Remember that counselors are professionals who have probably heard everything. If you have problems with intimacy, it’s nothing to be embarrassed about and is very likely to be a problem I’ve worked with. It’s not entirely uncommon for couples or at least one person to open up more as time goes on. It’s not out of the question that couples lie at first about the most severe problems. These situations are not met with judgment, but you will fare better the sooner you are open to disclosing your status. Some couples want to make their therapist feel good or themselves sound better by saying things are better than they are (this is extremely common throughout the healthcare community). It’s never too late to come clean if you have hidden something, lied, or didn’t feel comfortable sharing something yet. Please don’t think you are being strong, macho, etc., by keeping things inside or private. It takes much more strength to be open and honest and to talk about your real feelings.

16. You Want Success for Yourself More Than I Want Success for You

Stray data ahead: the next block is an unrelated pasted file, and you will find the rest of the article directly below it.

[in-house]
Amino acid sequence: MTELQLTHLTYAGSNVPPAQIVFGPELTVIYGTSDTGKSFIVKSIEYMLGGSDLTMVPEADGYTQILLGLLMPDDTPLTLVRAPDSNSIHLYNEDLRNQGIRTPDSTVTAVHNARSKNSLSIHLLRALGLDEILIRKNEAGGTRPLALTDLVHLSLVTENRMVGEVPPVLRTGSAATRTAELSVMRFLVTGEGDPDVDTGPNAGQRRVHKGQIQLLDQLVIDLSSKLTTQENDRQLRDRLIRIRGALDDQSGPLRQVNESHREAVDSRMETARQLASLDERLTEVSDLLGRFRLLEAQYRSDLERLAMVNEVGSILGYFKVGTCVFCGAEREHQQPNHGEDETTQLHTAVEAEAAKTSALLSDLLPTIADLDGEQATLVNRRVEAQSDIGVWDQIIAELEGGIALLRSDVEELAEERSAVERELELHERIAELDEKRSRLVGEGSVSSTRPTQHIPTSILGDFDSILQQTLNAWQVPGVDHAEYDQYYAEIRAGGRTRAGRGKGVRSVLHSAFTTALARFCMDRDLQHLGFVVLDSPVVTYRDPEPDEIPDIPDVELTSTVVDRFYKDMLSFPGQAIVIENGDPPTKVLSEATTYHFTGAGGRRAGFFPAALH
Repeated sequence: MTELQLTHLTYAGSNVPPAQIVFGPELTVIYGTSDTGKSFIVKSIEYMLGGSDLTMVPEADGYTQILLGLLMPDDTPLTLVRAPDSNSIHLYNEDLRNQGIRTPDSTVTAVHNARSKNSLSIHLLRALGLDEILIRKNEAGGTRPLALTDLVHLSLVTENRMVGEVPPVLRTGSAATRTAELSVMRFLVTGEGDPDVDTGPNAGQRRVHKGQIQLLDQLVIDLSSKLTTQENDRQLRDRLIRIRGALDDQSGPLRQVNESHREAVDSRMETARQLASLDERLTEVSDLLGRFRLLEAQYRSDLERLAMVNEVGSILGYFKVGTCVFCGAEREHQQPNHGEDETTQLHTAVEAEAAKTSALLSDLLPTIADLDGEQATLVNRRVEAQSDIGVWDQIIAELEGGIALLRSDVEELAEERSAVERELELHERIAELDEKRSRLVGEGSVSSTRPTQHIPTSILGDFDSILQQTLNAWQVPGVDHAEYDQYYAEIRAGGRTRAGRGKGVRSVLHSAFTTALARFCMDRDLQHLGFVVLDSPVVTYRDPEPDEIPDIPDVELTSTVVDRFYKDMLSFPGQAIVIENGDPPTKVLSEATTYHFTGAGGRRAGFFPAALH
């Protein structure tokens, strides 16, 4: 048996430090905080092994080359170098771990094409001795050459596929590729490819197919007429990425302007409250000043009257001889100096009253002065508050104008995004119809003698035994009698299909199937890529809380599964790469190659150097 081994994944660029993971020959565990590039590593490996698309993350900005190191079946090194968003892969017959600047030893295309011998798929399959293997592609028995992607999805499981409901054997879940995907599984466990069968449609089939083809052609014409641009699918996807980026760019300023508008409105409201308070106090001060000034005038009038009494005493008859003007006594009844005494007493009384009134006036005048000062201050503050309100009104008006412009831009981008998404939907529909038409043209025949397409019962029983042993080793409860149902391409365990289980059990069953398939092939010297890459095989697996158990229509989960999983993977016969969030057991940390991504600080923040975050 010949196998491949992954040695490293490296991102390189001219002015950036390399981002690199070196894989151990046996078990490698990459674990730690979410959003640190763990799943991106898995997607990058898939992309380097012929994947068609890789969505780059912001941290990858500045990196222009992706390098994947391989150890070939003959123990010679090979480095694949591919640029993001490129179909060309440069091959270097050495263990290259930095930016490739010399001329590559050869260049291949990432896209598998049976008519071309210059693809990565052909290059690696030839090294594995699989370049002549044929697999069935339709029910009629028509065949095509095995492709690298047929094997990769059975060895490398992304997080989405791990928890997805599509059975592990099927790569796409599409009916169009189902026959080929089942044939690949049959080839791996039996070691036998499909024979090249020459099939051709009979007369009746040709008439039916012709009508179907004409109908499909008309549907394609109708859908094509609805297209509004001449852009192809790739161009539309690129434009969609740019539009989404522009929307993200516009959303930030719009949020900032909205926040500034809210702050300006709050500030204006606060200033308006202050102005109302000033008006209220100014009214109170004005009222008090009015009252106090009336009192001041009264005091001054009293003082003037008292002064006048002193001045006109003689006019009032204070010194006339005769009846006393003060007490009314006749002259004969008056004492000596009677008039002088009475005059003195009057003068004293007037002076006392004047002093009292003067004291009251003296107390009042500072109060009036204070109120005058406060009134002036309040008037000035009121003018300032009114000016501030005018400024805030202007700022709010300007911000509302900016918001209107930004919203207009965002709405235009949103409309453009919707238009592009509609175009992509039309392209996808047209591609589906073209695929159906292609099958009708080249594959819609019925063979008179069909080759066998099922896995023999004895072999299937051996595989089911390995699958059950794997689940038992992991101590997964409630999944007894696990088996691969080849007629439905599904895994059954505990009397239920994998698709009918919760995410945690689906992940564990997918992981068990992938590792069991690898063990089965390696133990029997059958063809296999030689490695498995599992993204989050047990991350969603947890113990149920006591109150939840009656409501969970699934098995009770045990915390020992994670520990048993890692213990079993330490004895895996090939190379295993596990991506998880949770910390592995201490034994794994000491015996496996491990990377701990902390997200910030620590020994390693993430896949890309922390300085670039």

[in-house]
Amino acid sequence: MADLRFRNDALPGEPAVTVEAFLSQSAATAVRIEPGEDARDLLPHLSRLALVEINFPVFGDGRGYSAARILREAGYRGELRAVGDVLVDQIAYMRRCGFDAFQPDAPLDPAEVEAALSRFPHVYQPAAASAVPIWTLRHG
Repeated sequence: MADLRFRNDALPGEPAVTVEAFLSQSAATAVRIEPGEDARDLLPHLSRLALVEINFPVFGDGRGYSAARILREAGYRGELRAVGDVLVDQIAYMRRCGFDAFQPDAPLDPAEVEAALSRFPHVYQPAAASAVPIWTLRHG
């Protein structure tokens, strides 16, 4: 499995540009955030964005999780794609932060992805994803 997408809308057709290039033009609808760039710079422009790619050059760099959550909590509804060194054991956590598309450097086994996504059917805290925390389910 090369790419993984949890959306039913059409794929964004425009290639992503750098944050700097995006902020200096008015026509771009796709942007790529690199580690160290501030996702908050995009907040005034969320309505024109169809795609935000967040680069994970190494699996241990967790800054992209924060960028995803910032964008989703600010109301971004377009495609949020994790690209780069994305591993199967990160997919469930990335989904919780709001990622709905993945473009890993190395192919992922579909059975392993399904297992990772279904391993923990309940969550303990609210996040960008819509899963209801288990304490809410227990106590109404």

It’s taught in grad school many times, but many counselors really want to help their clients and have a hard time letting them fail. The reality though, is that over the long-term you will not have lasting success if you rely on a counselor as a crutch and can only work on your relationship when they are present. My goal is that your sessions are reasonable in number, with perhaps the exception of monthly maintenance check-ins once you are doing well and have met your goals. While I have spent hours and hours working harder for clients than they work for themselves, this doesn’t really help anyone in the long run. It’s like going to a personal trainer. They can teach you good workout techniques and push you, but if you want long-term and lasting health benefits, you have to learn to work out without them at some point and to push yourself without extra coaching. You have to be able to work on health goals without them there to force you. If you don’t do your homework, I’m not going to beat you up. I’ll remind you how important it is, but you’re adults and the reality is that I have no real authority to make you do anything. To paraphrase a line from the movie “The Breakup”, I don’t just want you to do your homework, I want you to want to do your homework. If you don’t want to, then we can do all that work in therapy sessions, but it will take a lot longer, be a lot more expensive, and you are almost guaranteed to have sub-optimal outcomes.